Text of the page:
Olympus TG-4 vs Ricoh GR II
The Olympus Tough TG-4 and the Ricoh GR II are two digital cameras that were announced, respectively, in April 2015 and June 2015. Both the TG-4 and the GR II are fixed lens compact cameras that are based on a 1/2.3-inch (TG-4) and an APS-C (GR II) sensor. The Olympus has a resolution of 15.9 megapixels, whereas the Ricoh provides 16.1 MP.
Below is an overview of the main specs of the two cameras as a starting point for the comparison.
|Olympus TG-4||Ricoh GR II|
|Fixed lens compact camera||Fixed lens compact camera|
|25-100mm f/2.0-4.9||28mm f/2.8|
|15.9 MP, 1/2.3" Sensor||16.1 MP, APS-C Sensor|
|1080/30p Video||1080/30p Video|
|ISO 100-6400||ISO 100-25600|
|No viewfinder, LCD framing||Viewfinder optional|
|3.0" LCD, 460k dots||3.0" LCD, 1230k dots|
|Fixed screen (not touch-sensitive)||Fixed screen (not touch-sensitive)|
|5 shutter flaps per second||4 shutter flaps per second|
|In-body stabilization||No shake reduction|
|Waterproof body (nom)||Not weather sealed|
|380 shots per battery charge||320 shots per battery charge|
|112 x 66 x 31 mm, 247 g||117 x 63 x 35 mm, 251 g|
Going beyond this snapshot of core features and characteristics, what are the differences between the Olympus Tough TG-4 and the Ricoh GR II? Which one should you buy? Read on to find out how these two cameras compare with respect to their body size, their imaging sensors, their shooting features, their input-output connections, and their reception by expert reviewers.
The physical size and weight of the Olympus TG-4 and the Ricoh GR II are illustrated in the side-by-side display below. The two cameras are presented according to their relative size. Three consecutive perspectives from the front, the top, and the back are available. All width, height and depth measures are rounded to the nearest millimeter.
The TG-4 can be obtained in two different colors (black, red), while the GR II is only available in black.
If the front view area (width x height) of the cameras is taken as an aggregate measure of their size, the Olympus TG-4 and the Ricoh GR II are of equal size. However, the GR II is slightly heavier (2 percent) than the TG-4. It is worth mentioning in this context that the TG-4 is splash and dust resistant, while the GR II does not feature any corresponding weather-sealing. More than that, the TG-4 is water-proof up to 15m and can, thus, be used for underwater photography.
The battery packs of both cameras can be charged via USB, which can be very convenient when travelling.
The following table provides a synthesis of the main physical specifications of the two cameras and other similar ones. In case you want to display and compare another camera duo, just click on the right or left arrow next to the camera that you would like to inspect. Alternatively, you can also use the CAM-parator to select your camera combination among a larger number of options.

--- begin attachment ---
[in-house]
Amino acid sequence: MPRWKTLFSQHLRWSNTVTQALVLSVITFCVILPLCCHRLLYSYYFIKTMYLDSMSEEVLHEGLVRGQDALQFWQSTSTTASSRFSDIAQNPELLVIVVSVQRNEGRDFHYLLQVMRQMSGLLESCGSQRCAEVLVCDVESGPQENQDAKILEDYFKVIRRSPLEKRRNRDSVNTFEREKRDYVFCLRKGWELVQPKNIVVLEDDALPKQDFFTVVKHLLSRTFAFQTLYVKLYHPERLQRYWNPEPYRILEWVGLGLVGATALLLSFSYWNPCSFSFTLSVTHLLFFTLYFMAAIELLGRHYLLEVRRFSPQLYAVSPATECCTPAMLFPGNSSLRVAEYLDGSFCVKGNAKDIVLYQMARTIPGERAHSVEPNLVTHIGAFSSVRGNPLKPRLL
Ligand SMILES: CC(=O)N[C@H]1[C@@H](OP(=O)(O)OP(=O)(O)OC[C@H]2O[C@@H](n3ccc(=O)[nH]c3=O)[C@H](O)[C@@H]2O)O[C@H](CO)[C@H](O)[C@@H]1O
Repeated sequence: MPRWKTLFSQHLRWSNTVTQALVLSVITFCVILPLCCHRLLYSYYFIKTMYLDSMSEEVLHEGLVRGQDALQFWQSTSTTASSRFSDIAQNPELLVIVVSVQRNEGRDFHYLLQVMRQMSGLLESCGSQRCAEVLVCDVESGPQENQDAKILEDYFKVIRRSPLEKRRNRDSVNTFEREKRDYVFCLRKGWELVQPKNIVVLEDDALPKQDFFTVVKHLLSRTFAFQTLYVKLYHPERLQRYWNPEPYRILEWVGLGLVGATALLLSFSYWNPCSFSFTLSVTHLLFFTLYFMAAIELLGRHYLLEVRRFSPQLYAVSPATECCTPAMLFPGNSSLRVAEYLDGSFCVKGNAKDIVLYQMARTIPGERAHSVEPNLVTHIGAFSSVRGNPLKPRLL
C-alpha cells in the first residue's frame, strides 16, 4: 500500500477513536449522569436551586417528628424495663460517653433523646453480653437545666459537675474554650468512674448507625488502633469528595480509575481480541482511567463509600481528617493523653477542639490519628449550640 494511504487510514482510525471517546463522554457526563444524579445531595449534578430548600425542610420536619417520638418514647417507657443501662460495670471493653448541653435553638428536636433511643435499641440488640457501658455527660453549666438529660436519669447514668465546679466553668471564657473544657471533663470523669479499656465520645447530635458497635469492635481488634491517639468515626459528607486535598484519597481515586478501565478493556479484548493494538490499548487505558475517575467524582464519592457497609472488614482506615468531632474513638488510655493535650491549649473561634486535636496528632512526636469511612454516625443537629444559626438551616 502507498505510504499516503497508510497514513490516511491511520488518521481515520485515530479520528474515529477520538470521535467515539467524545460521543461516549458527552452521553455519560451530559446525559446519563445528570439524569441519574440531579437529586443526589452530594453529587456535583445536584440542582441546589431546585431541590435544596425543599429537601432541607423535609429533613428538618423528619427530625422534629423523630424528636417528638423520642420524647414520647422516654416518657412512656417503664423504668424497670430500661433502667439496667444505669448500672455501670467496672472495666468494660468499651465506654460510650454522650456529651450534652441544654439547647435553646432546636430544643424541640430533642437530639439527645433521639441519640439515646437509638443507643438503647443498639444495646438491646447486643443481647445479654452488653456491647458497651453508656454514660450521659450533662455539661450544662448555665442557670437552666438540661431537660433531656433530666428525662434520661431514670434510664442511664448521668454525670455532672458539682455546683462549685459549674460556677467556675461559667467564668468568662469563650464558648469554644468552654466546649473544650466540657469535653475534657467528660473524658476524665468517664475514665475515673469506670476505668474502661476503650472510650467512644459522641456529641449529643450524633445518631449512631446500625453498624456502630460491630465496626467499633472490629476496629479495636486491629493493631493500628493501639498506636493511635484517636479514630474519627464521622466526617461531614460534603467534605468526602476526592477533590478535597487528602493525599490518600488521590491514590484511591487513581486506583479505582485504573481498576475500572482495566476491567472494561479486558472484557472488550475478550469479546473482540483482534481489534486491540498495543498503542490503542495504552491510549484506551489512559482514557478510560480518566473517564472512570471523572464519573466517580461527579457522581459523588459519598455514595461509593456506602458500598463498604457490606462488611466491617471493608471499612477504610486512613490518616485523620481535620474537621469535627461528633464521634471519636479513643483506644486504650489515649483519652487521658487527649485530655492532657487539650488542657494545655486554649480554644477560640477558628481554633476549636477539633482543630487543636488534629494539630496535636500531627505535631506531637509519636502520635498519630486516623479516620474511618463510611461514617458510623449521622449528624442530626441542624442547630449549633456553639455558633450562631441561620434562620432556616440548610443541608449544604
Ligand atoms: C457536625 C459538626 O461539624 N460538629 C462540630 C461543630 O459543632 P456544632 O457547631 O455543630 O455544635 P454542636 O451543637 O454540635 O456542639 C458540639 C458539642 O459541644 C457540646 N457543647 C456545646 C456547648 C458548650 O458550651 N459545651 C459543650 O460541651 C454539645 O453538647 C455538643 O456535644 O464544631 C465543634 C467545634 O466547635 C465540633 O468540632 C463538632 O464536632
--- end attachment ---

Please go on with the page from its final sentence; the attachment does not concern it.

|Olympus TG-4»||112 mm||66 mm||31 mm||247 g||380||Y||Apr 2015||379||-||Olympus TG-4|
|Ricoh GR II«||117 mm||63 mm||35 mm||251 g||320||n||Jun 2015||699||Ricoh GR II|
|Canon G7 X« »||103 mm||60 mm||40 mm||304 g||210||n||Sep 2014||699||-||Canon G7 X|
|Fujifilm XP140« »||110 mm||71 mm||28 mm||207 g||240||Y||Feb 2019||229||Fujifilm XP140|
|Fujifilm XP120« »||110 mm||71 mm||28 mm||203 g||210||Y||Jan 2017||229||-||Fujifilm XP120|
|Nikon W300« »||112 mm||66 mm||29 mm||231 g||280||Y||May 2017||389||Nikon W300|
|Olympus TG-6« »||113 mm||66 mm||32 mm||253 g||340||Y||May 2019||449||Olympus TG-6|
|Olympus TG-5« »||113 mm||66 mm||32 mm||250 g||340||Y||May 2017||449||-||Olympus TG-5|
|Olympus E-M1 II« »||134 mm||91 mm||67 mm||574 g||440||Y||Sep 2016||1,999||Olympus E-M1 II|
|Olympus E-PL8« »||115 mm||67 mm||38 mm||357 g||350||n||Sep 2016||549||-||Olympus E-PL8|
|Olympus E-M5 II« »||124 mm||85 mm||45 mm||469 g||310||Y||Feb 2015||1,099||Olympus E-M5 II|
|Panasonic GM5« »||99 mm||60 mm||36 mm||211 g||220||n||Sep 2014||749||-||Panasonic GM5|
|Ricoh GR« »||117 mm||61 mm||35 mm||245 g||290||n||Apr 2013||799||-||Ricoh GR|
|Sony HX80« »||102 mm||58 mm||36 mm||245 g||390||n||Mar 2016||349||Sony HX80|
|Sony RX100 IV« »||102 mm||58 mm||41 mm||298 g||280||n||Jun 2015||999||-||Sony RX100 IV|
|Sony HX90V« »||102 mm||58 mm||36 mm||245 g||360||n||Apr 2015||429||Sony HX90V|
|Sony RX100 III« »||102 mm||58 mm||41 mm||290 g||320||n||May 2014||799||-||Sony RX100 III|
|Note: Measurements and pricing do not include easily detachable parts, such as interchangeable lenses or optional viewfinders.|
Any camera decision will naturally be influenced heavily by the price. The retail prices at the time of the camera’s release place the model in the market relative to other models in the producer’s line-up and the competition. The TG-4 was launched at a markedly lower price (by 46 percent) than the GR II, which puts it into a different market segment. Usually, retail prices stay at first close to the launch price, but after several months, discounts become available. Later in the product cycle and, in particular, when the replacement model is about to appear, further discounting and stock clearance sales often push the camera price considerably down. Then, after the new model is out, very good deals can frequently be found on the pre-owned market.
The imaging sensor is at the core of digital cameras and its size is one of the main determining factors of image quality. A large sensor will generally have larger individual pixels that offer better low-light sensitivity, provide wider dynamic range, and have richer color-depth than smaller pixels in a sensor of the same technological generation. Moreover, a large sensor camera will give the photographer more control over depth-of-field in the image and, thus, the ability to better isolate a subject from the background. On the downside, larger sensors are more costly to manufacture and tend to lead to bigger and heavier cameras and lenses.